Ukraine’s complex transition
Edited By Klaus Bachmann and Igor Lyubashenko
Euromaidan: From the students’ protest to mass uprising
Causes of the protest
In order to understand the causes of an unprecedented social protest that shook Ukraine in November 2013-February 2014, known as Euromaidan, it is important to take a look at the wider social context, and precisely the problems that drive social protests in contemporary Ukraine.
The Orange Revolution of 2004 had brought about a shift of the political elite in Ukraine, but failed to improve the functioning of the political system in general (see Chapter 2). Ukrainians generally remained pessimistic about developments in the country, with a short exception during the first half of 2005, when more than 50% of respondents believed the country was heading in the right direction (Figure 3).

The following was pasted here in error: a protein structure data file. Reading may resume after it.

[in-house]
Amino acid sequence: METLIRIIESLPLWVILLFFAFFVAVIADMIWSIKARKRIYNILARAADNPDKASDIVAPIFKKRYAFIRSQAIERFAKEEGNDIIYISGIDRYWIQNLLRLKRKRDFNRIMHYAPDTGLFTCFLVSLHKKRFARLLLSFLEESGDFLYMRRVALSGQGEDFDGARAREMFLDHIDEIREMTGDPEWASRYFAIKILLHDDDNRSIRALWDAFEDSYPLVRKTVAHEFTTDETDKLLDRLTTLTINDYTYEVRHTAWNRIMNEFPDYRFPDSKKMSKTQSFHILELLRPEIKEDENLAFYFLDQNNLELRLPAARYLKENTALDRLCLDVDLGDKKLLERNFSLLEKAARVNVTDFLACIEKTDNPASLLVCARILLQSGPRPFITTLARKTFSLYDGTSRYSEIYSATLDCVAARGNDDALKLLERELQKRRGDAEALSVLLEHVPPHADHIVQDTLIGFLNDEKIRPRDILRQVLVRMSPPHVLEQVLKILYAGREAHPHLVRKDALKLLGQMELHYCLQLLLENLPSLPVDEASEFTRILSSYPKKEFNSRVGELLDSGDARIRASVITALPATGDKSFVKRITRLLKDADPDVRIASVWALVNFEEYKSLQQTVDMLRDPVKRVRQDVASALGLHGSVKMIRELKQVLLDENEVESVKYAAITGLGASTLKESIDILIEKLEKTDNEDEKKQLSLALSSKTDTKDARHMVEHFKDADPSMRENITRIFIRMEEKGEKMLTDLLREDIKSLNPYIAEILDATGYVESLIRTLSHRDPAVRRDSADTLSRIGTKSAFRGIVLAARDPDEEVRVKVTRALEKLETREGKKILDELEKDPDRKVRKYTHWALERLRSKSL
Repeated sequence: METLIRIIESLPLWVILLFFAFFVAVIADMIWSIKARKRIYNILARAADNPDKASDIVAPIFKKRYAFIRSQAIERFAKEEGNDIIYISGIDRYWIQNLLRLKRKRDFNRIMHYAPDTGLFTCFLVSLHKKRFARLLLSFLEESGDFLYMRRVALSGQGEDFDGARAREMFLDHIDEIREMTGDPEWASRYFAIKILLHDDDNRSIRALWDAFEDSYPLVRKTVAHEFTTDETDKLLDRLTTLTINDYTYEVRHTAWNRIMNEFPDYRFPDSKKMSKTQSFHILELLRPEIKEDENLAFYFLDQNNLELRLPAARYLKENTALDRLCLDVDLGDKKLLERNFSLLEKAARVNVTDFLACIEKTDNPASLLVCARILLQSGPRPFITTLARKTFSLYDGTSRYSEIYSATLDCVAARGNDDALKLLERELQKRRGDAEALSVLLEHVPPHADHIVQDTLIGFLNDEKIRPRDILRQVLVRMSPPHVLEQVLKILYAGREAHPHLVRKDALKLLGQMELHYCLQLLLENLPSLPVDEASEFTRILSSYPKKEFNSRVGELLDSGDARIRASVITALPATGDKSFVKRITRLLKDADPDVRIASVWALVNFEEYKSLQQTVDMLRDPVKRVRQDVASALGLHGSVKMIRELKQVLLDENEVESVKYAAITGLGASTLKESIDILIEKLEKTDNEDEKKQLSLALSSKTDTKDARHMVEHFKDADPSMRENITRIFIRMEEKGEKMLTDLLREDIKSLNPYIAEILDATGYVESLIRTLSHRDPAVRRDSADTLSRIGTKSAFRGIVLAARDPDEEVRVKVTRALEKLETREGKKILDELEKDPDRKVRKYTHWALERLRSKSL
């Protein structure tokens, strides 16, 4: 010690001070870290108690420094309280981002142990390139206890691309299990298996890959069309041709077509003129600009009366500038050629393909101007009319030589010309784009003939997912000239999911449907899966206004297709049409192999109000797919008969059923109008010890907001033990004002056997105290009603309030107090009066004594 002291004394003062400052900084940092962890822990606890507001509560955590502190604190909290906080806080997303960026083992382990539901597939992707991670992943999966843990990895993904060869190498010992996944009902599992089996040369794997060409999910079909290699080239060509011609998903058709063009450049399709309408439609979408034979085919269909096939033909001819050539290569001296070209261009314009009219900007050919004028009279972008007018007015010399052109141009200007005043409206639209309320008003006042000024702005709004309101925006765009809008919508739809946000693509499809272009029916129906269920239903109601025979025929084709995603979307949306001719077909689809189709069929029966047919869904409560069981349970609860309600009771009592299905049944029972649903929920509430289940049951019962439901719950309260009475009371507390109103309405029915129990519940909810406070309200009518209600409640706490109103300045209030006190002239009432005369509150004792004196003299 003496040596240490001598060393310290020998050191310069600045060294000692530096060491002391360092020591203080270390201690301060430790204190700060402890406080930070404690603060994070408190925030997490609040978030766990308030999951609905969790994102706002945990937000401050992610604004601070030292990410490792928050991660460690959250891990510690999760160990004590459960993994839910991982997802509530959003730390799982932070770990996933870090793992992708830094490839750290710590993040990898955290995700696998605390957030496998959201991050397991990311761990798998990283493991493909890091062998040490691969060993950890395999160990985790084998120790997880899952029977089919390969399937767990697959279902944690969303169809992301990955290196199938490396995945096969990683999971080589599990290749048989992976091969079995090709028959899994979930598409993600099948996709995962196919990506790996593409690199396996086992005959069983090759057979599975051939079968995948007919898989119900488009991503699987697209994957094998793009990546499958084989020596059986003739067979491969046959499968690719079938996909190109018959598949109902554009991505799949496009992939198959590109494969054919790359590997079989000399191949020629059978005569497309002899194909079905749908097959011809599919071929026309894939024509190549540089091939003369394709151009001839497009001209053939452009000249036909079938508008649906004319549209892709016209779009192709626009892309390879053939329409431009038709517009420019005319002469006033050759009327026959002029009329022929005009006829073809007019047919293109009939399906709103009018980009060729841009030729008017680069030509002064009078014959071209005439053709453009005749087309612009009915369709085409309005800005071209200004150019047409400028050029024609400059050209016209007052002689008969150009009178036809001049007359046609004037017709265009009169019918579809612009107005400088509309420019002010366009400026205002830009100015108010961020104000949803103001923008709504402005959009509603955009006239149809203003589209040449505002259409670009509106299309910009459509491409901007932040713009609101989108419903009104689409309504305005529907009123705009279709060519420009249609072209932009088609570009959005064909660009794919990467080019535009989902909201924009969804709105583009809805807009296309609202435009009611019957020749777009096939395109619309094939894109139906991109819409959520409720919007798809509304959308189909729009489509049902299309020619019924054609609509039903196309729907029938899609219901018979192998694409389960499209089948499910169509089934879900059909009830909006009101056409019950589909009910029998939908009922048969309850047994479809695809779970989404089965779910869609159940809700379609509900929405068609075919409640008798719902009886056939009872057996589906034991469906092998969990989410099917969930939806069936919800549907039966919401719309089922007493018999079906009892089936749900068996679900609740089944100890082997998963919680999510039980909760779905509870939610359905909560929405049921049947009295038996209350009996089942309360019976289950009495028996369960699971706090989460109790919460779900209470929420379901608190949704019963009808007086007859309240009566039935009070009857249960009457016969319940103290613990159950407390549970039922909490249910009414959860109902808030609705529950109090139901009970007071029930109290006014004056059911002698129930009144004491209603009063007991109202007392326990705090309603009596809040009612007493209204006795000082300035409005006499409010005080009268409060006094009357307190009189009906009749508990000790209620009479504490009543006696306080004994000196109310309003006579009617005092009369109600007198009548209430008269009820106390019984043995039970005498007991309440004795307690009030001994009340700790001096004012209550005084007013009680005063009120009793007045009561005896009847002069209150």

Figure 3: Ukrainians’ assessment of developments in the country
Source: Razumkov Centre, data of a series of opinion polls conducted between April 2004 and December 2013 (http://razumkov.org.ua/ukr/poll.php?poll_id=66).
This pessimism was additionally reinforced by the general conviction that an ordinary person has no influence on what is happening in the country. It ← 61 | 62 → is noteworthy that this perception of reality remained more or less stable; one cannot point towards any period of relative social optimism (Figure 4).
Figure 4: Ukrainians’ perception of having influence over developments in the country
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